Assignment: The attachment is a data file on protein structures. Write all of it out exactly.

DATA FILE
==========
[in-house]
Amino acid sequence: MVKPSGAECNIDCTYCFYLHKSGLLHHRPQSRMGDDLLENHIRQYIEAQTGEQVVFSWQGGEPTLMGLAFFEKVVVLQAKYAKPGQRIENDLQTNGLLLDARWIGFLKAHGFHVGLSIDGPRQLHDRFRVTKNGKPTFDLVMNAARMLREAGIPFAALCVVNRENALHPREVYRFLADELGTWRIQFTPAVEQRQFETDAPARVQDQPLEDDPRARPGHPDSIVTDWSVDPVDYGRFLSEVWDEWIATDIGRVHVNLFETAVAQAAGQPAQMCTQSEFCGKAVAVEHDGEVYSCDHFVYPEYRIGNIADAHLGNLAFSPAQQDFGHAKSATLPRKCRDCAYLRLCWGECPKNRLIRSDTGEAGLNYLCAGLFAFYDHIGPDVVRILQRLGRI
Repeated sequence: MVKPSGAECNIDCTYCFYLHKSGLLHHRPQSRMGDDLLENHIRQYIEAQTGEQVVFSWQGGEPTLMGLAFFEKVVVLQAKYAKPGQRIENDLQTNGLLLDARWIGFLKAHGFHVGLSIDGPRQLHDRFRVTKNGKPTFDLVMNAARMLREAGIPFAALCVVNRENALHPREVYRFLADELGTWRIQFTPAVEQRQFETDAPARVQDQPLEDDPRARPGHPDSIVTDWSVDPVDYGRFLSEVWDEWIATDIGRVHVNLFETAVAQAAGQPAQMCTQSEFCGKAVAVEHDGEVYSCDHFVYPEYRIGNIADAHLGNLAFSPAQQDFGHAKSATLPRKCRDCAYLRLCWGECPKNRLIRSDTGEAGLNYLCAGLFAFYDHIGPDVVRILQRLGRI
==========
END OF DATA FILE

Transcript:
[in-house]
Amino acid sequence: MVKPSGAECNIDCTYCFYLHKSGLLHHRPQSRMGDDLLENHIRQYIEAQTGEQVVFSWQGGEPTLMGLAFFEKVVVLQAKYAKPGQRIENDLQTNGLLLDARWIGFLKAHGFHVGLSIDGPRQLHDRFRVTKNGKPTFDLVMNAARMLREAGIPFAALCVVNRENALHPREVYRFLADELGTWRIQFTPAVEQRQFETDAPARVQDQPLEDDPRARPGHPDSIVTDWSVDPVDYGRFLSEVWDEWIATDIGRVHVNLFETAVAQAAGQPAQMCTQSEFCGKAVAVEHDGEVYSCDHFVYPEYRIGNIADAHLGNLAFSPAQQDFGHAKSATLPRKCRDCAYLRLCWGECPKNRLIRSDTGEAGLNYLCAGLFAFYDHIGPDVVRILQRLGRI
Repeated sequence: MVKPSGAECNIDCTYCFYLHKSGLLHHRPQSRMGDDLLENHIRQYIEAQTGEQVVFSWQGGEPTLMGLAFFEKVVVLQAKYAKPGQRIENDLQTNGLLLDARWIGFLKAHGFHVGLSIDGPRQLHDRFRVTKNGKPTFDLVMNAARMLREAGIPFAALCVVNRENALHPREVYRFLADELGTWRIQFTPAVEQRQFETDAPARVQDQPLEDDPRARPGHPDSIVTDWSVDPVDYGRFLSEVWDEWIATDIGRVHVNLFETAVAQAAGQPAQMCTQSEFCGKAVAVEHDGEVYSCDHFVYPEYRIGNIADAHLGNLAFSPAQQDFGHAKSATLPRKCRDCAYLRLCWGECPKNRLIRSDTGEAGLNYLCAGLFAFYDHIGPDVVRILQRLGRI